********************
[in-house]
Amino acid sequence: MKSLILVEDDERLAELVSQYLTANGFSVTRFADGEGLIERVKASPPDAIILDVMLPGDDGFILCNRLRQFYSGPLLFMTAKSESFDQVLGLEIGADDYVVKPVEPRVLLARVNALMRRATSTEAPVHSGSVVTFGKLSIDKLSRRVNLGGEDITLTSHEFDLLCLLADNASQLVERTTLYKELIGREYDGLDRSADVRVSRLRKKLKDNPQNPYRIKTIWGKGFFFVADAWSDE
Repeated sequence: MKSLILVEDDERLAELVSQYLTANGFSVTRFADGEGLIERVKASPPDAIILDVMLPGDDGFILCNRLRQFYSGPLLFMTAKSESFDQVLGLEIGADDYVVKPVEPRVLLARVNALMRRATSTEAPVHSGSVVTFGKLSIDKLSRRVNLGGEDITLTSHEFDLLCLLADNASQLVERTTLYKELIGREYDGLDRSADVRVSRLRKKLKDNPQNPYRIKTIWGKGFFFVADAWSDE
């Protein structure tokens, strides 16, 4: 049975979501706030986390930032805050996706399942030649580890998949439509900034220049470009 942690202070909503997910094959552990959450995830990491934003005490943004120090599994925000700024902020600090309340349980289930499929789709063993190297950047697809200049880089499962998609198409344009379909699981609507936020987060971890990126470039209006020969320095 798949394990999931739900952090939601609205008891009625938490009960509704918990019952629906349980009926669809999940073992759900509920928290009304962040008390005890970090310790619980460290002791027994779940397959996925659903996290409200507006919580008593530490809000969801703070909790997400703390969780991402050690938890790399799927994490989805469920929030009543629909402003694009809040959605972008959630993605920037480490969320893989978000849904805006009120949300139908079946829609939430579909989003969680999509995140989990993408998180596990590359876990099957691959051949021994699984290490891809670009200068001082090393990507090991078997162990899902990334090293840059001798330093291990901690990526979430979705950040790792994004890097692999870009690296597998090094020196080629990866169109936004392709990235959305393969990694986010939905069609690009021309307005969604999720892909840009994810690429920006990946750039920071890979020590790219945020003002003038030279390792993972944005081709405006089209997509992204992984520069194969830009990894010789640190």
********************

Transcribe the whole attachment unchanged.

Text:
[in-house]
Amino acid sequence: MKSLILVEDDERLAELVSQYLTANGFSVTRFADGEGLIERVKASPPDAIILDVMLPGDDGFILCNRLRQFYSGPLLFMTAKSESFDQVLGLEIGADDYVVKPVEPRVLLARVNALMRRATSTEAPVHSGSVVTFGKLSIDKLSRRVNLGGEDITLTSHEFDLLCLLADNASQLVERTTLYKELIGREYDGLDRSADVRVSRLRKKLKDNPQNPYRIKTIWGKGFFFVADAWSDE
Repeated sequence: MKSLILVEDDERLAELVSQYLTANGFSVTRFADGEGLIERVKASPPDAIILDVMLPGDDGFILCNRLRQFYSGPLLFMTAKSESFDQVLGLEIGADDYVVKPVEPRVLLARVNALMRRATSTEAPVHSGSVVTFGKLSIDKLSRRVNLGGEDITLTSHEFDLLCLLADNASQLVERTTLYKELIGREYDGLDRSADVRVSRLRKKLKDNPQNPYRIKTIWGKGFFFVADAWSDE
């Protein structure tokens, strides 16, 4: 049975979501706030986390930032805050996706399942030649580890998949439509900034220049470009 942690202070909503997910094959552990959450995830990491934003005490943004120090599994925000700024902020600090309340349980289930499929789709063993190297950047697809200049880089499962998609198409344009379909699981609507936020987060971890990126470039209006020969320095 798949394990999931739900952090939601609205008891009625938490009960509704918990019952629906349980009926669809999940073992759900509920928290009304962040008390005890970090310790619980460290002791027994779940397959996925659903996290409200507006919580008593530490809000969801703070909790997400703390969780991402050690938890790399799927994490989805469920929030009543629909402003694009809040959605972008959630993605920037480490969320893989978000849904805006009120949300139908079946829609939430579909989003969680999509995140989990993408998180596990590359876990099957691959051949021994699984290490891809670009200068001082090393990507090991078997162990899902990334090293840059001798330093291990901690990526979430979705950040790792994004890097692999870009690296597998090094020196080629990866169109936004392709990235959305393969990694986010939905069609690009021309307005969604999720892909840009994810690429920006990946750039920071890979020590790219945020003002003038030279390792993972944005081709405006089209997509992204992984520069194969830009990894010789640190």